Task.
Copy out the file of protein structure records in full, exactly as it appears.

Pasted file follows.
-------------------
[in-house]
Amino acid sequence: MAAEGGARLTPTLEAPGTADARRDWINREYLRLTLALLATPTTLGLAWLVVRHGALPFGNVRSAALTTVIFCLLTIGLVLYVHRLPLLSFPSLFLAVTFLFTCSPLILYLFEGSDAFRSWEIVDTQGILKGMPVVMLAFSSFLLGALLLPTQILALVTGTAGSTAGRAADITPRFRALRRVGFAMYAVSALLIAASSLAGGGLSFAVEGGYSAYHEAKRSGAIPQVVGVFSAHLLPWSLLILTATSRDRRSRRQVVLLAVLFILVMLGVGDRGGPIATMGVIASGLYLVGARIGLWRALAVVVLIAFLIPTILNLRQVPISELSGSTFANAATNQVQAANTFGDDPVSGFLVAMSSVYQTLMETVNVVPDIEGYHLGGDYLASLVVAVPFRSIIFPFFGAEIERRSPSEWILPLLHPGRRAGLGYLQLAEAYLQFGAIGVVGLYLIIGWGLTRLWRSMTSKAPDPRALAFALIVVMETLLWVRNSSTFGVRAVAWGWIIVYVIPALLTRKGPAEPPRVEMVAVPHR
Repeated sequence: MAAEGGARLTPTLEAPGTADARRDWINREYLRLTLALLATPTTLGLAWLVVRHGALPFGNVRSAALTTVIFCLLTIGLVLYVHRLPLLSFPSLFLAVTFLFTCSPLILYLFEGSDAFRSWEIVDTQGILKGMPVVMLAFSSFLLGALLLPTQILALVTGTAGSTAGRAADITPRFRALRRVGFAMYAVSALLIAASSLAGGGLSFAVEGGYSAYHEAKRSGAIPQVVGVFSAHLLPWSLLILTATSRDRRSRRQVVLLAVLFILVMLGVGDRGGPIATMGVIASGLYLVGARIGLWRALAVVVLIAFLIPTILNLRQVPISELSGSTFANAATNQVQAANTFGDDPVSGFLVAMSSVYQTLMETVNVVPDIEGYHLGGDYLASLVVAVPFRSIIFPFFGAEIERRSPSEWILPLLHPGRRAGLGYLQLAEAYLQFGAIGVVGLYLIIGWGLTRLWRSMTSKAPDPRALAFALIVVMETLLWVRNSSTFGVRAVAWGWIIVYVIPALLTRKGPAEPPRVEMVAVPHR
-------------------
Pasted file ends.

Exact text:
[in-house]
Amino acid sequence: MAAEGGARLTPTLEAPGTADARRDWINREYLRLTLALLATPTTLGLAWLVVRHGALPFGNVRSAALTTVIFCLLTIGLVLYVHRLPLLSFPSLFLAVTFLFTCSPLILYLFEGSDAFRSWEIVDTQGILKGMPVVMLAFSSFLLGALLLPTQILALVTGTAGSTAGRAADITPRFRALRRVGFAMYAVSALLIAASSLAGGGLSFAVEGGYSAYHEAKRSGAIPQVVGVFSAHLLPWSLLILTATSRDRRSRRQVVLLAVLFILVMLGVGDRGGPIATMGVIASGLYLVGARIGLWRALAVVVLIAFLIPTILNLRQVPISELSGSTFANAATNQVQAANTFGDDPVSGFLVAMSSVYQTLMETVNVVPDIEGYHLGGDYLASLVVAVPFRSIIFPFFGAEIERRSPSEWILPLLHPGRRAGLGYLQLAEAYLQFGAIGVVGLYLIIGWGLTRLWRSMTSKAPDPRALAFALIVVMETLLWVRNSSTFGVRAVAWGWIIVYVIPALLTRKGPAEPPRVEMVAVPHR
Repeated sequence: MAAEGGARLTPTLEAPGTADARRDWINREYLRLTLALLATPTTLGLAWLVVRHGALPFGNVRSAALTTVIFCLLTIGLVLYVHRLPLLSFPSLFLAVTFLFTCSPLILYLFEGSDAFRSWEIVDTQGILKGMPVVMLAFSSFLLGALLLPTQILALVTGTAGSTAGRAADITPRFRALRRVGFAMYAVSALLIAASSLAGGGLSFAVEGGYSAYHEAKRSGAIPQVVGVFSAHLLPWSLLILTATSRDRRSRRQVVLLAVLFILVMLGVGDRGGPIATMGVIASGLYLVGARIGLWRALAVVVLIAFLIPTILNLRQVPISELSGSTFANAATNQVQAANTFGDDPVSGFLVAMSSVYQTLMETVNVVPDIEGYHLGGDYLASLVVAVPFRSIIFPFFGAEIERRSPSEWILPLLHPGRRAGLGYLQLAEAYLQFGAIGVVGLYLIIGWGLTRLWRSMTSKAPDPRALAFALIVVMETLLWVRNSSTFGVRAVAWGWIIVYVIPALLTRKGPAEPPRVEMVAVPHR